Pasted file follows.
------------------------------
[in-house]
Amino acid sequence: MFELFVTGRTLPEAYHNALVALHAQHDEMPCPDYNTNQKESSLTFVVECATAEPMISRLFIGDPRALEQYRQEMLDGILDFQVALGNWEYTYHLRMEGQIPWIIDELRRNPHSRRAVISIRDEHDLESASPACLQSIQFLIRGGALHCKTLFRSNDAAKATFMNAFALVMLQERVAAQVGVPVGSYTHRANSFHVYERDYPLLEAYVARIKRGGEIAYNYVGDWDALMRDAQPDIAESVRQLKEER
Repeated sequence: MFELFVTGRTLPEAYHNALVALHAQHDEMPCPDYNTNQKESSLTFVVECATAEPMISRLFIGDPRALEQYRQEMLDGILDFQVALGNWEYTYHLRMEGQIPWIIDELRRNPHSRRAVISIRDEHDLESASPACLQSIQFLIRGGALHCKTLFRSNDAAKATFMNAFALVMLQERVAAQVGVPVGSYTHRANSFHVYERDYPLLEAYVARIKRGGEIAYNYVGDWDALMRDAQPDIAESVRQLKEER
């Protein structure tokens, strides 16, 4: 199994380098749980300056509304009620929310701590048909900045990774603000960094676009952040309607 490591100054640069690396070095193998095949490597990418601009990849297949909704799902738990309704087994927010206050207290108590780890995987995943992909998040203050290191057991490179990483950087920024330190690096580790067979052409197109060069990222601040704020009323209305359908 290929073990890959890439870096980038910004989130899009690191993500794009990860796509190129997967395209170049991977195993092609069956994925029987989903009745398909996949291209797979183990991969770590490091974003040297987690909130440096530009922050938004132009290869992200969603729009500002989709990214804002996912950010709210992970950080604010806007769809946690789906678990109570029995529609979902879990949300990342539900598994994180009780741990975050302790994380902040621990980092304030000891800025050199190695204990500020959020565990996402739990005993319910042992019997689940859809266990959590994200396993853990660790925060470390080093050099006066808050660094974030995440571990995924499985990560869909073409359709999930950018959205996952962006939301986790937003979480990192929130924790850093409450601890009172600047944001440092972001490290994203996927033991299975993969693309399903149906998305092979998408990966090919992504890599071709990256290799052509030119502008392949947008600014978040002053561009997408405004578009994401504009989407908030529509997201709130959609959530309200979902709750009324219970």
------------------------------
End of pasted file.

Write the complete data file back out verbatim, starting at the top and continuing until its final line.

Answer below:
[in-house]
Amino acid sequence: MFELFVTGRTLPEAYHNALVALHAQHDEMPCPDYNTNQKESSLTFVVECATAEPMISRLFIGDPRALEQYRQEMLDGILDFQVALGNWEYTYHLRMEGQIPWIIDELRRNPHSRRAVISIRDEHDLESASPACLQSIQFLIRGGALHCKTLFRSNDAAKATFMNAFALVMLQERVAAQVGVPVGSYTHRANSFHVYERDYPLLEAYVARIKRGGEIAYNYVGDWDALMRDAQPDIAESVRQLKEER
Repeated sequence: MFELFVTGRTLPEAYHNALVALHAQHDEMPCPDYNTNQKESSLTFVVECATAEPMISRLFIGDPRALEQYRQEMLDGILDFQVALGNWEYTYHLRMEGQIPWIIDELRRNPHSRRAVISIRDEHDLESASPACLQSIQFLIRGGALHCKTLFRSNDAAKATFMNAFALVMLQERVAAQVGVPVGSYTHRANSFHVYERDYPLLEAYVARIKRGGEIAYNYVGDWDALMRDAQPDIAESVRQLKEER
């Protein structure tokens, strides 16, 4: 199994380098749980300056509304009620929310701590048909900045990774603000960094676009952040309607 490591100054640069690396070095193998095949490597990418601009990849297949909704799902738990309704087994927010206050207290108590780890995987995943992909998040203050290191057991490179990483950087920024330190690096580790067979052409197109060069990222601040704020009323209305359908 290929073990890959890439870096980038910004989130899009690191993500794009990860796509190129997967395209170049991977195993092609069956994925029987989903009745398909996949291209797979183990991969770590490091974003040297987690909130440096530009922050938004132009290869992200969603729009500002989709990214804002996912950010709210992970950080604010806007769809946690789906678990109570029995529609979902879990949300990342539900598994994180009780741990975050302790994380902040621990980092304030000891800025050199190695204990500020959020565990996402739990005993319910042992019997689940859809266990959590994200396993853990660790925060470390080093050099006066808050660094974030995440571990995924499985990560869909073409359709999930950018959205996952962006939301986790937003979480990192929130924790850093409450601890009172600047944001440092972001490290994203996927033991299975993969693309399903149906998305092979998408990966090919992504890599071709990256290799052509030119502008392949947008600014978040002053561009997408405004578009994401504009989407908030529509997201709130959609959530309200979902709750009324219970």